A large brood of 17-year cicadas, known as "Brood II", is set to emerge from underground this spring along the East Coast, from the Carolinas to New York. This will be the largest influx of these mainly harmless bugs since a separate group, "Brood X", ascended in 2004. Though many find them bothersome, University of Maryland entomologist describes the predicted onslaught as "spectacular" and "amazing".
The emergence could include parts or all of the New York Metropolitan area, where swarms may number as high as 1 billion bugs per square mile. John Cooley, a research scientist from the University of Connecticut, notes this brood has been seen in the past in the Bronx and might also come out in Central Park.
Expect to see them in late April or May in the South and by the latter part of May to early June in the cooler northern states.
"The timing depends on the weather," says Dan Mozgai, a cicada enthusiast from Metuchen, N.J. and founder of the website cicadamania.com. "They typically emerge when the soil temperature reaches 64 degrees."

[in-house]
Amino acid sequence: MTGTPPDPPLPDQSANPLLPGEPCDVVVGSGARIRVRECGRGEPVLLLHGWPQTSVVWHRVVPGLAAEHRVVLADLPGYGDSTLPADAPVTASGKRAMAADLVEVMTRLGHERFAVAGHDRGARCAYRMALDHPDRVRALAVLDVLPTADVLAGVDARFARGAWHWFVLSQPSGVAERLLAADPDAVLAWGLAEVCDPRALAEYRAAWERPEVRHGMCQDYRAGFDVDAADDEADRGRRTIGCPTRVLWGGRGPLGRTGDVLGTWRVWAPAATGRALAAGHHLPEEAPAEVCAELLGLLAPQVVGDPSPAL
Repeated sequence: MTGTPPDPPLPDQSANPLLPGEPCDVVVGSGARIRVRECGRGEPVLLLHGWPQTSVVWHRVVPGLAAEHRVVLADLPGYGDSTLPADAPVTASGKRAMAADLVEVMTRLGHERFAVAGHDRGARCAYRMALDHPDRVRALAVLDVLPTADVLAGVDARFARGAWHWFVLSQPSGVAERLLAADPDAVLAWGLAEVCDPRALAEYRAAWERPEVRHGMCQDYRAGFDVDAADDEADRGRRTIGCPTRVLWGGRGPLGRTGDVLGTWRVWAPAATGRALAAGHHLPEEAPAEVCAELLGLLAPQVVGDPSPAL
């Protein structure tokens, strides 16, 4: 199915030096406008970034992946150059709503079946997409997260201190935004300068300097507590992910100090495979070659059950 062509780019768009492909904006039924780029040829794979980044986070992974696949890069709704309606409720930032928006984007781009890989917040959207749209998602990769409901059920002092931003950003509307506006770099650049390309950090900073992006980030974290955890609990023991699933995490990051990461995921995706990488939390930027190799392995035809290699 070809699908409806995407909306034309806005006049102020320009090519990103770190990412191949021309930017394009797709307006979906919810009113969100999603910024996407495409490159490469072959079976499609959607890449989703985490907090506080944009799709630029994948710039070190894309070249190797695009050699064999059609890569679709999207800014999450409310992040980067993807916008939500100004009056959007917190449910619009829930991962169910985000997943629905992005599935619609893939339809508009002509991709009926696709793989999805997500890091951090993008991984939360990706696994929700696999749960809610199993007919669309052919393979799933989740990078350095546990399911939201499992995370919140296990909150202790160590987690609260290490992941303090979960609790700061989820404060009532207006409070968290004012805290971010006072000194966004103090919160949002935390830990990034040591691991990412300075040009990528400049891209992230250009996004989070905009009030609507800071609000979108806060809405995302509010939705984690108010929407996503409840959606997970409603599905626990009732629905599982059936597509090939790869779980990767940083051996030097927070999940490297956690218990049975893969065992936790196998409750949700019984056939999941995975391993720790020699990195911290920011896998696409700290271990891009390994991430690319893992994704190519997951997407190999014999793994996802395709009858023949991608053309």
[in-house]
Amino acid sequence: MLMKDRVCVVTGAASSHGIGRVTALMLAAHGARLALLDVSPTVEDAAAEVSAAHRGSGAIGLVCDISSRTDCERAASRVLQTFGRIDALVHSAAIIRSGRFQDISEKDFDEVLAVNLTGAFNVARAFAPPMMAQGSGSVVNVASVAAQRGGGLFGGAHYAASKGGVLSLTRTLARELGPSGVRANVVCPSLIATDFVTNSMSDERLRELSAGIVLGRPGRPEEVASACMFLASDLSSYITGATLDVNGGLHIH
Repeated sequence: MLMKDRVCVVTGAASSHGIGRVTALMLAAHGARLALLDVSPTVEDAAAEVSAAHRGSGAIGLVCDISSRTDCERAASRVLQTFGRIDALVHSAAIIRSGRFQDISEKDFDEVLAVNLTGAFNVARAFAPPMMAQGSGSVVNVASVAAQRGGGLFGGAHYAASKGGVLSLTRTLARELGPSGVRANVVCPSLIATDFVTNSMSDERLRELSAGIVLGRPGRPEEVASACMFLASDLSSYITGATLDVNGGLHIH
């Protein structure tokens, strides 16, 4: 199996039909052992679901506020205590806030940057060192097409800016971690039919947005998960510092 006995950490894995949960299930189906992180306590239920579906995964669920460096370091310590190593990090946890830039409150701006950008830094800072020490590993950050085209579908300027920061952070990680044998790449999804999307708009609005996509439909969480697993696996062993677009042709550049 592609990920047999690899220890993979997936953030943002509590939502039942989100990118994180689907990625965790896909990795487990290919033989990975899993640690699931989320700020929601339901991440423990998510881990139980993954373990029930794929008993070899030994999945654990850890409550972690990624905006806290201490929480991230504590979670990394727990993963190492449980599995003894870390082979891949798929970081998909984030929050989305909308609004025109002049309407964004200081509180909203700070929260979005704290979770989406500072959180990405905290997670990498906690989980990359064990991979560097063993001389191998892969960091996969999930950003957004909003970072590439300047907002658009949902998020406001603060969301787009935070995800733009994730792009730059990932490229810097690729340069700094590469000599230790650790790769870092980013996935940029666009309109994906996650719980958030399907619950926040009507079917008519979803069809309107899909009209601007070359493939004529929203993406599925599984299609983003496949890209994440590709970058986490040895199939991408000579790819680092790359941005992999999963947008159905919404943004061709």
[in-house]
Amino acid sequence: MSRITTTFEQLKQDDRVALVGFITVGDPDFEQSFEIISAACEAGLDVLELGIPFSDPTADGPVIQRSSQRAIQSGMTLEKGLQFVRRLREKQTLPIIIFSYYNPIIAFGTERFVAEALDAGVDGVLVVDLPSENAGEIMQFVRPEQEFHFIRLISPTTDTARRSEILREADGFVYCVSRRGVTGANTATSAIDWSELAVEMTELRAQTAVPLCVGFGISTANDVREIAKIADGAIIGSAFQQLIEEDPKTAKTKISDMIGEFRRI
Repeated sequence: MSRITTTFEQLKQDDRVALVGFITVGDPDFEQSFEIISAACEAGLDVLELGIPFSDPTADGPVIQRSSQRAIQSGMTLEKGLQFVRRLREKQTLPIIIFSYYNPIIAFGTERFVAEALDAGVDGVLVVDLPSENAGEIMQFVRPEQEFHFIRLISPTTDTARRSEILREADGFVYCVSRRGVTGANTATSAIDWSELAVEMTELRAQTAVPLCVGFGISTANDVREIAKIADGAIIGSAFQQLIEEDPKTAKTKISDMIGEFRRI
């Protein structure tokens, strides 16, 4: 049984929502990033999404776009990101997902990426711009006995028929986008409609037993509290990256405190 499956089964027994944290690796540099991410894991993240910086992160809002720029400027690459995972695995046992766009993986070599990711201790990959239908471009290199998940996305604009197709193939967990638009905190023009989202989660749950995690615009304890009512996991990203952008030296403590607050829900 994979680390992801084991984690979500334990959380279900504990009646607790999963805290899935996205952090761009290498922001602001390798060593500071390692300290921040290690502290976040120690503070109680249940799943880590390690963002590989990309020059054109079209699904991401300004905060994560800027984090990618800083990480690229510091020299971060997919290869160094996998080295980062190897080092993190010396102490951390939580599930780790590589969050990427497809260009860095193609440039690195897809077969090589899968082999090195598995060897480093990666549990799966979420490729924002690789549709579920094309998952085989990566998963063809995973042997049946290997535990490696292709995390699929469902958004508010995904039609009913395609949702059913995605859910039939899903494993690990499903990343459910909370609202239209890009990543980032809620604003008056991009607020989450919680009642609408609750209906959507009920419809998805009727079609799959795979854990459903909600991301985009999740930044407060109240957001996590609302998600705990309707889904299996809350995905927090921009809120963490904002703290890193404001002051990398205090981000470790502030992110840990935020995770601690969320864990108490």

There are at least 15 known broods of periodical cicadas that emerge every 13 or 17 years in different parts of the East, depending on the group. Some species return every summer. The bugs have only been spotted as far west as Texas and Oklahoma.
Cicadas stay alive underground, according to the Penn State University Entomology Department, by draining fluid from the roots of plants. They emerge to breed and usually only live about two to four weeks, or shorter if they are eaten as they are prey to most animals including deer, squirrels, house pets, birds, and people.
They posit no threat to humans, but females can damage small trees, such as those in fruit orchards, when they lay their eggs in branches. However, that can have a positive effect on trees by ridding them of their weaker branches. They also aid their host trees by aerating soil as they emerge, and "form a vital link in the food chain between trees and literally hundreds of carnivores and omnivores," writes Morzgai on his website.
The loud buzz they are known for, emitted by males when they are alarmed and when they are trying to attract females, can reach 90 decibals, which is as loud as a lawnmower.
Cooley runs the magicicada.org website, and requests reports from people who see cicadas this spring.
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